Clay vs Hardrock

Australian Securities Exchange (ASX) company code IXR
Ionic Clay Rare earth elements vs Hard Rock Rare Earth ElelemENTs Projects

Significant project and cost advantages associated with ionic clay projects like Makutuu

Mining/Processing StagesIonic Adsorption Clay-hosted REEHard Rock-hosted REE
MineralisationSoft material, negligable (if any) blasting
Elevated HREO/CREO product content
Hard rock;
Bastnaesite and Monazite (LREO dominant); Xenotime (HREO dominant)
MiningLow relative operating cost:
Surface mining (0-20 m)
Minimal stripping of waste material
Progressive rehabilitation of mined areas
High relative operating costs:
Blasting required
Could have high strip ratios
Processing Mining SiteNo crushing or milling
Simple process plant
Potential for static or in-situ leaching with low reagent consumption at ambient temperature
Comminution, followed by benefication that often requires expensive (flotation) reagents to produce mineral concentrate.
Mine ProductMixed high-grade rare earths precipitate, either oxide or carbonate (+90% TREO grade) for feedstock directly into Rare Earth separation plant, low LaCe contentMixed REE mineral concentrate (typically 20-40% TREO grade), high LeCe content, requires substantial processing before suitable for feed to rare earth separation plant
Product Payability70-80% payability as mixed Rare Earth oxide/carbonate/chloride35-40% payability as a mineral concentrate
Processing - EnvironmentalNon-radioactive tailings
Solution treatment and reagent recovery requirments (somewhat off-set by advantageous supporting infrastructure)
Tailings often radioactive (complex and costly disposal)
Legacy tailing management
Processing - Refinery
(Typically not on Mining site)
Simple acid solubilisation followed by conventional REE separation
Complex recycling of reagents and water
High temperaturte mineral "cracking" using strong reagents to solubilise the refractory REE minerals
Complex capital-intensive plant required
Radionuclide issues follow REE mineral concentrates
Advantage of Ionic Adsorption Clays (IAC)

Significant project and cost advantages with ionic clay projects like Makuutu vs hard rock REE projects

Mining/Processing StagesMakuutu Ionic Adsorption Clay (IAC)Hard Rock-hosted REE
Mineralisation
  • Soft material, negligible (if any) blasting
  • Elevated HREO/CREO relative to TREO head grade
  • Lower grade TREO (0.04 – 0.3 % TREO)
  • Hard rock; Bastnaesite and Monazite (LREO dominant); Xenotime (HREO dominant)
  • High La,Ce component of TREO head grade, ~ 5% HREO content
  • Higher grade TREO (> 0.7% TREO)
Mining
  • Bulk Mining, low relative operating costs:
    • Surface mining (0-20 m), 3 m of cover
    • Minimal stripping of waste material (strip ratio = 0.8)
    • Progressive rehabilitation of mined areas
  • Selective Mining, high relative operating costs;
    • Blasting required
    • Could have high strip ratios
    • Grade control requirements high
Processing Mining Site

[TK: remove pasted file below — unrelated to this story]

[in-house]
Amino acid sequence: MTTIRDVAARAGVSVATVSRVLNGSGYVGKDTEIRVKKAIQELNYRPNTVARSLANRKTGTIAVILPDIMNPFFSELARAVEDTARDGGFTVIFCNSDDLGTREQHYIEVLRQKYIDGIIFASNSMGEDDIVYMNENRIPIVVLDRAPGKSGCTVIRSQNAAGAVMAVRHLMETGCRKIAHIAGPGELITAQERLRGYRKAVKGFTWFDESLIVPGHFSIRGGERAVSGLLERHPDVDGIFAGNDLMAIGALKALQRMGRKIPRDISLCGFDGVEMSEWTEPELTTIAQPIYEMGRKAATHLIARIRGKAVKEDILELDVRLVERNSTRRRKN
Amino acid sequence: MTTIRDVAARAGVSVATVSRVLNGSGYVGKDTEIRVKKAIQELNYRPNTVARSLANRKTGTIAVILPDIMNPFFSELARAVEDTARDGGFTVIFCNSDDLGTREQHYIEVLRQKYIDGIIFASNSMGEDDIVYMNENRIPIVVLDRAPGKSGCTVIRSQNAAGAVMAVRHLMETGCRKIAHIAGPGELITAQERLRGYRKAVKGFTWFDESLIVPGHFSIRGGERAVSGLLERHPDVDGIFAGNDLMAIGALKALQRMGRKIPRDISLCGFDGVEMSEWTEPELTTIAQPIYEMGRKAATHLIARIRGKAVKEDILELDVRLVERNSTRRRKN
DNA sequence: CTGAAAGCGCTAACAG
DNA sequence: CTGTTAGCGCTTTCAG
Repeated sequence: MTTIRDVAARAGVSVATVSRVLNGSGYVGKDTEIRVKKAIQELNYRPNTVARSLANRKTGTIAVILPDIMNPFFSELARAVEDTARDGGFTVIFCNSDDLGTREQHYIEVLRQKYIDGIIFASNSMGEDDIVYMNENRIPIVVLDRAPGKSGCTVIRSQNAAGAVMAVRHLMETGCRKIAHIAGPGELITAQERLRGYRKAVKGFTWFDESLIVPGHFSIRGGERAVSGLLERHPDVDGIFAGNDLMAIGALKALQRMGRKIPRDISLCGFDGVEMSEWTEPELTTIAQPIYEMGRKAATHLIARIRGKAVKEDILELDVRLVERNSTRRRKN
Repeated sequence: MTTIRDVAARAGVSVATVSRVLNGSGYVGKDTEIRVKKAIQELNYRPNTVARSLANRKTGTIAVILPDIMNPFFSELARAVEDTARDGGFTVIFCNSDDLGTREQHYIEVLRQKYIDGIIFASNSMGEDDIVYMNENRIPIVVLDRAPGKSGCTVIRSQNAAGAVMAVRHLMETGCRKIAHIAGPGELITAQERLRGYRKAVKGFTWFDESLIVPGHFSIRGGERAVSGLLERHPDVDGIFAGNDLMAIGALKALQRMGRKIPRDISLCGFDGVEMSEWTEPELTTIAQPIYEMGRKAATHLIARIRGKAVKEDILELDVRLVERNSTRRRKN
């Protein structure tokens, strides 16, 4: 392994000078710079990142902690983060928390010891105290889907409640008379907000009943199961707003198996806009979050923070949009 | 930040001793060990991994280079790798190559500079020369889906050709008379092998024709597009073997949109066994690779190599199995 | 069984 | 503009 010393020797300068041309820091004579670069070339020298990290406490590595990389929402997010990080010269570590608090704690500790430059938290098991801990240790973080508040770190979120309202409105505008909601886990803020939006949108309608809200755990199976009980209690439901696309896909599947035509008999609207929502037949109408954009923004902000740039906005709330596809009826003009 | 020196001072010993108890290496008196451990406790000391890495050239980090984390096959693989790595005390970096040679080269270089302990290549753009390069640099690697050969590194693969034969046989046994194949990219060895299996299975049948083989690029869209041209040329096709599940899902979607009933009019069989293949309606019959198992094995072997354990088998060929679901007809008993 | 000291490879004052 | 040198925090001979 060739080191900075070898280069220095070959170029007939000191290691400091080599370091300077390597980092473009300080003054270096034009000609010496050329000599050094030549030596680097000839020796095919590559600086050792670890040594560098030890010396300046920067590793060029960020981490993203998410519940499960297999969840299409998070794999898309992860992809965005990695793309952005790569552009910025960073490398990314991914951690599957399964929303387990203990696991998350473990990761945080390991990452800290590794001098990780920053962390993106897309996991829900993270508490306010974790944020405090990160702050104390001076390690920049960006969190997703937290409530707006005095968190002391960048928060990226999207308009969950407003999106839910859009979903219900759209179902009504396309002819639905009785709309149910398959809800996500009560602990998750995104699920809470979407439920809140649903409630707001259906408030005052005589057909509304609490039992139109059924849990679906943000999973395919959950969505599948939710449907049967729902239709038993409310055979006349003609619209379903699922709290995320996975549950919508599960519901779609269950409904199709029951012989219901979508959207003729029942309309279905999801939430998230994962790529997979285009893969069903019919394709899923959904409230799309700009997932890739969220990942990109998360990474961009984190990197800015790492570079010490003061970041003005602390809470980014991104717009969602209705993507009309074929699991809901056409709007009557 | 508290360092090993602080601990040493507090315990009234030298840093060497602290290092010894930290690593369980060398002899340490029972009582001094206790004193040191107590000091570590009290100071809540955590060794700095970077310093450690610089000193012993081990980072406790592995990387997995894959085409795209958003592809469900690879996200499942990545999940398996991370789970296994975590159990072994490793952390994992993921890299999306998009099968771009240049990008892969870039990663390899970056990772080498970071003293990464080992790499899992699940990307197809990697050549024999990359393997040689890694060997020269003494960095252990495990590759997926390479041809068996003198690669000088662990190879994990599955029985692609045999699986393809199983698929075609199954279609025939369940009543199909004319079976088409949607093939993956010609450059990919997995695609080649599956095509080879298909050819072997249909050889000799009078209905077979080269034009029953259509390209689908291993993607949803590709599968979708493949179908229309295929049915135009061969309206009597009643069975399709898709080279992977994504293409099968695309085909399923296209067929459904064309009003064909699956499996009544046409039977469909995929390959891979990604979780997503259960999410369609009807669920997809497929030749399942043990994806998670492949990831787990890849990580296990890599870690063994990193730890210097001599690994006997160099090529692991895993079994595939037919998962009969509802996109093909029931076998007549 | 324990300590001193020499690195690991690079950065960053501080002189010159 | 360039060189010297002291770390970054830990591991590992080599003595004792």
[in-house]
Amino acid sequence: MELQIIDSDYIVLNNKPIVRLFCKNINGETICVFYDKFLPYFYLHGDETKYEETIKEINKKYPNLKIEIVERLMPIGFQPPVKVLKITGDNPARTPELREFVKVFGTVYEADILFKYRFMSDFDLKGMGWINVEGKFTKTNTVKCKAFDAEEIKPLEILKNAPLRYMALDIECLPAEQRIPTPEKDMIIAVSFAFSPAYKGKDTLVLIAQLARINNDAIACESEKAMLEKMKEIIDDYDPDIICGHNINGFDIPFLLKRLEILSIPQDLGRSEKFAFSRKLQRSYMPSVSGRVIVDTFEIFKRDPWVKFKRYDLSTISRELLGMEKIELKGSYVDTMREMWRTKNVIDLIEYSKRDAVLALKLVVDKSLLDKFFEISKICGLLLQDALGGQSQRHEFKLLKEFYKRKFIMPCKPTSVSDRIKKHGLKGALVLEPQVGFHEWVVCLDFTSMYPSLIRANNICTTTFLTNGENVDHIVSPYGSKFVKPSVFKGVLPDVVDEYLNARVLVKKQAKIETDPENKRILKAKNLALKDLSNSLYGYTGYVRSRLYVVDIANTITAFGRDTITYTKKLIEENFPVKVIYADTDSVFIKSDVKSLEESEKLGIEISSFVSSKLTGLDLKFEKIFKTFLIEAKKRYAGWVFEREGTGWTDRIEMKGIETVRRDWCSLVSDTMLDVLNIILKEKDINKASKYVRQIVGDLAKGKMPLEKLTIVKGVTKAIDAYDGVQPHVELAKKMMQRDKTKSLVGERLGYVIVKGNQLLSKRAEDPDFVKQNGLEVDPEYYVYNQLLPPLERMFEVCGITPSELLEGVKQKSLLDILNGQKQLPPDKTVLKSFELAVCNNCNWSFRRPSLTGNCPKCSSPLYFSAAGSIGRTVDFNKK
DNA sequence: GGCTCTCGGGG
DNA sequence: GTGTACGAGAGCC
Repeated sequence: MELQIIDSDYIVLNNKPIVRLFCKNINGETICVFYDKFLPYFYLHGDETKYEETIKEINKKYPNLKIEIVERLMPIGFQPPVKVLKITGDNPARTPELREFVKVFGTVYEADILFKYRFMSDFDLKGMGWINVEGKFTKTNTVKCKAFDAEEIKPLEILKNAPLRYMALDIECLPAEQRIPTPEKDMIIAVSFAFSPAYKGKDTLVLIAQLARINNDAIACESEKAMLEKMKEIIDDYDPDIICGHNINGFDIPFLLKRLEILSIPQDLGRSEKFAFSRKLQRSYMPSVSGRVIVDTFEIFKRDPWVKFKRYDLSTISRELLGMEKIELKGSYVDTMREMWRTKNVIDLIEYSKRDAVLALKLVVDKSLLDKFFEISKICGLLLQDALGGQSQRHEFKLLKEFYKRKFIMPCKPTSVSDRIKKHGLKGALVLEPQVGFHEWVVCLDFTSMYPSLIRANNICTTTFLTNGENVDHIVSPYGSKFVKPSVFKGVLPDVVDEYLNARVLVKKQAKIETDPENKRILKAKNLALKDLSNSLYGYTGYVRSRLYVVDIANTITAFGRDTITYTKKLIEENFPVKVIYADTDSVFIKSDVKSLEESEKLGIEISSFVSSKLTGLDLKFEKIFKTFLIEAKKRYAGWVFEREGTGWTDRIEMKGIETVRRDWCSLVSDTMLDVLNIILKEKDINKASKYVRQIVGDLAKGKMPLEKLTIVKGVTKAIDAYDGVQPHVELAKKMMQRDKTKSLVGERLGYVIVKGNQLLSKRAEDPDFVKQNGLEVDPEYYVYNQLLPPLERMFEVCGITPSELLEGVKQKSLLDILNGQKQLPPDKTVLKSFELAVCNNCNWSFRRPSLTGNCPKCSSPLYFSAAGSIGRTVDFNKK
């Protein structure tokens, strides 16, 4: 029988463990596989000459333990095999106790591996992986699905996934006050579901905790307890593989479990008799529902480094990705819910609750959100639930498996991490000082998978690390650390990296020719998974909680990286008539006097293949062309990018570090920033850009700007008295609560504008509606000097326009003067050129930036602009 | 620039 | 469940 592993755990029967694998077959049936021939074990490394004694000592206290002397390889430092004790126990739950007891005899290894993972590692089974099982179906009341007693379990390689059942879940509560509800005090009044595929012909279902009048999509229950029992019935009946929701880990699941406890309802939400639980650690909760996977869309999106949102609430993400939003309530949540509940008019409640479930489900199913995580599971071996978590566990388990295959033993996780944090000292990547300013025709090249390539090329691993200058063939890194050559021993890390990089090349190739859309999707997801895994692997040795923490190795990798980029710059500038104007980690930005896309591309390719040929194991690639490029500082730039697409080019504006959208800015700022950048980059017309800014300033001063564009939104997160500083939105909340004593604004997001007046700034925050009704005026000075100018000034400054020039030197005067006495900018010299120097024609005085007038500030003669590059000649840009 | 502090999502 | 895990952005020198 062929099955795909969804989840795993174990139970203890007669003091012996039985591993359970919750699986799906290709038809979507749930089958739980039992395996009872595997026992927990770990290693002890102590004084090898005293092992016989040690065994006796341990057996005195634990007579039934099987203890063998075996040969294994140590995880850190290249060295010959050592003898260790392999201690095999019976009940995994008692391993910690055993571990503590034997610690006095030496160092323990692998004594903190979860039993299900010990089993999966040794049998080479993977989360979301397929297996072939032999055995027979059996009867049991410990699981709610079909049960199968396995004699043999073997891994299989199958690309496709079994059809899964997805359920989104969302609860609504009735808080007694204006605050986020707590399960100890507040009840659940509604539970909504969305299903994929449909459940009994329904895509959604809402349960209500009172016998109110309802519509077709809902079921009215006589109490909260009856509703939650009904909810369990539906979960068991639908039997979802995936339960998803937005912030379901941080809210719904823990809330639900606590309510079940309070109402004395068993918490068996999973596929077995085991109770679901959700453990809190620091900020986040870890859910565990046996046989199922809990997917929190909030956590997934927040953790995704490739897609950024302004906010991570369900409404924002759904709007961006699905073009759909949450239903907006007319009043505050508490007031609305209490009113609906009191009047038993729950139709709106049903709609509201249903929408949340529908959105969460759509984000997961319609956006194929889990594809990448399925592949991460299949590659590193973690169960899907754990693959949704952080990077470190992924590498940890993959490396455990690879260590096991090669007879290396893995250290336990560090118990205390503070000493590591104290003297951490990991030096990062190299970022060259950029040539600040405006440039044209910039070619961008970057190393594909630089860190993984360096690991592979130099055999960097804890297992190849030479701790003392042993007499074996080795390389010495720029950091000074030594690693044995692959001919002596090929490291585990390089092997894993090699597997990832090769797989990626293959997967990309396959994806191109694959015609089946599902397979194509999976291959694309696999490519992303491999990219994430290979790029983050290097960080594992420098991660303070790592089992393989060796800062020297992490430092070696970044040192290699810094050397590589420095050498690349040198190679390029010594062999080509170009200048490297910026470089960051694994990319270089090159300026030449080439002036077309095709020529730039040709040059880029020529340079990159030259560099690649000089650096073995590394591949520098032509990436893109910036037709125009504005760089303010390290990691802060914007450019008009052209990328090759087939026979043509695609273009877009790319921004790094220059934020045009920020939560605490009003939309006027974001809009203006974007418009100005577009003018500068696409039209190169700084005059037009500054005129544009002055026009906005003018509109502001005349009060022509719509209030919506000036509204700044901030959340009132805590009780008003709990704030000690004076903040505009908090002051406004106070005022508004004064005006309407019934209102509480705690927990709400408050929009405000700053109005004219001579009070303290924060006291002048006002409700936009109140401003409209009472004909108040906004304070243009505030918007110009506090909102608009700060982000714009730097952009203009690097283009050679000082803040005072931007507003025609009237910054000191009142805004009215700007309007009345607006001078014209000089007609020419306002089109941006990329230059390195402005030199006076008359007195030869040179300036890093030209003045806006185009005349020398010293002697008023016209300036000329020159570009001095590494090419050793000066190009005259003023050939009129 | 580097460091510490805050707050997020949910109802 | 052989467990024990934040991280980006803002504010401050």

• No milling
  • Simple process plant, bulk process methods
  • Potential for static or in-situ leaching
  • Low reagent consumption at ambient temperature
  • Comminution, Intensive crushing and grinding required to liberate REE minerals
  • Beneficiation via simple screening a possible option
  • Expensive (flotation) reagents and utilities required to produce mineral concentrate
Mine Product
  • Mixed high-grade rare earth carbonate, +90% TREO grade product
  • Low La,Ce content (25-30%), high HREO/CREO content (70-75%), high basket value (US$39/kg REO)
  • Magnet metals ~ 33.3% (including 5% Dy+Tb)
  • High margin product
  • Mixed REE mineral concentrate (typically 20 – 40% TREO grade), gangue entrainment requires high product transport costs
  • High La,Ce content (~70%), low basket value per kg of product (US$13-20/kg REO)
  • Requires substantial processing (i.e. cracking) before suitable for feed to rare earth separation plant
  • Low margin product if mineral concentrate only
Product Payability
  • 70-80% payability as a mixed Rare Earth carbonate
  • 35-40% payability as a mineral concentrate
Processing - Environmental
  • Non-radioactive tailings
  • Solution treatment and reagent recovery requirements (somewhat off-set by advantageous supporting infrastructure)
  • Tailings often radioactive (complex and costly disposal)
  • Legacy radionuclide tailing management
Processing - Refinery
(Typically not on Mining site)
  • Mixed rare earth carbonate, +90% TREO grade product a highly desirable feedstock directly into rare earth separation plant
  • Simple acid solubilisation followed by conventional REE separation
  • Complex recycling of reagents and water
  • High temperature mineral “cracking” using strong reagents to solubilise the refractory REE minerals
  • Complex capital-intensive plant required, i.e. high capex requirement
  • Radionuclide issues follow REE mineral concentrates to cracking plant
  • Social licence to operate concerns re radioactive tailings

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